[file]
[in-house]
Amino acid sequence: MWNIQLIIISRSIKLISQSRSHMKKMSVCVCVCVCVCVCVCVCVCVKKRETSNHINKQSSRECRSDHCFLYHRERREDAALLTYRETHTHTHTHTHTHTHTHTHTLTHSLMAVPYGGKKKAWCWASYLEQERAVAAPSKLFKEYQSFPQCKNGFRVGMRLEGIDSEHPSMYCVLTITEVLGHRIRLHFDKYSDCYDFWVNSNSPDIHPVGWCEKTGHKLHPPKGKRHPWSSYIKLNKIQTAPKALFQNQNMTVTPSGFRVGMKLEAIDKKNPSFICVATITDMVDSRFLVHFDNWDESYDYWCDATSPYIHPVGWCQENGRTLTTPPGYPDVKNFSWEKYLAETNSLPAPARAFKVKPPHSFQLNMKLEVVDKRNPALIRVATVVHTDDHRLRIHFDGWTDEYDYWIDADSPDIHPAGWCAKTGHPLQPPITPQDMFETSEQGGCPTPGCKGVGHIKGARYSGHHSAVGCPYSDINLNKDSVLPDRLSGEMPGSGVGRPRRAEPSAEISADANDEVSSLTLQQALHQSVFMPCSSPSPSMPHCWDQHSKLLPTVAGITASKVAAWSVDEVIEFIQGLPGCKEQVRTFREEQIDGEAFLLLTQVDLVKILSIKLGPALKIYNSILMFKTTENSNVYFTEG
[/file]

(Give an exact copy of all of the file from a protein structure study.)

[in-house]
Amino acid sequence: MWNIQLIIISRSIKLISQSRSHMKKMSVCVCVCVCVCVCVCVCVCVKKRETSNHINKQSSRECRSDHCFLYHRERREDAALLTYRETHTHTHTHTHTHTHTHTHTLTHSLMAVPYGGKKKAWCWASYLEQERAVAAPSKLFKEYQSFPQCKNGFRVGMRLEGIDSEHPSMYCVLTITEVLGHRIRLHFDKYSDCYDFWVNSNSPDIHPVGWCEKTGHKLHPPKGKRHPWSSYIKLNKIQTAPKALFQNQNMTVTPSGFRVGMKLEAIDKKNPSFICVATITDMVDSRFLVHFDNWDESYDYWCDATSPYIHPVGWCQENGRTLTTPPGYPDVKNFSWEKYLAETNSLPAPARAFKVKPPHSFQLNMKLEVVDKRNPALIRVATVVHTDDHRLRIHFDGWTDEYDYWIDADSPDIHPAGWCAKTGHPLQPPITPQDMFETSEQGGCPTPGCKGVGHIKGARYSGHHSAVGCPYSDINLNKDSVLPDRLSGEMPGSGVGRPRRAEPSAEISADANDEVSSLTLQQALHQSVFMPCSSPSPSMPHCWDQHSKLLPTVAGITASKVAAWSVDEVIEFIQGLPGCKEQVRTFREEQIDGEAFLLLTQVDLVKILSIKLGPALKIYNSILMFKTTENSNVYFTEG